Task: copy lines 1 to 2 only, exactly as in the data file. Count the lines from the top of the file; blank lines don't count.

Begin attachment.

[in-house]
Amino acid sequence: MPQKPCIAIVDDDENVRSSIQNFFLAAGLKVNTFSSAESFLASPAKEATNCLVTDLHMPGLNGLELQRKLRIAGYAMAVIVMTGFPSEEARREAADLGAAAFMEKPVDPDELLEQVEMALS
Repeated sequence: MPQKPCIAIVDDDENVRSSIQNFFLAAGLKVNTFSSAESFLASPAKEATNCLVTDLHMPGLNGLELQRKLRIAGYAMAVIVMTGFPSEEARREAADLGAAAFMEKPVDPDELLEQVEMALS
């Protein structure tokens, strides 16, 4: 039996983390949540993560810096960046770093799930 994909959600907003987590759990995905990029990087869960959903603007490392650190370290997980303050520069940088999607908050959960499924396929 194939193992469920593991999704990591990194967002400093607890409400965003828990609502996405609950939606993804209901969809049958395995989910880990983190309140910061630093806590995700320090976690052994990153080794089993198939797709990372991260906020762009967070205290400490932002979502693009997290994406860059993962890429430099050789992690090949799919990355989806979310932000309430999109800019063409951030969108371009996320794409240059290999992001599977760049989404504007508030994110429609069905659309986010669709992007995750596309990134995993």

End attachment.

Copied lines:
[in-house]
Amino acid sequence: MPQKPCIAIVDDDENVRSSIQNFFLAAGLKVNTFSSAESFLASPAKEATNCLVTDLHMPGLNGLELQRKLRIAGYAMAVIVMTGFPSEEARREAADLGAAAFMEKPVDPDELLEQVEMALS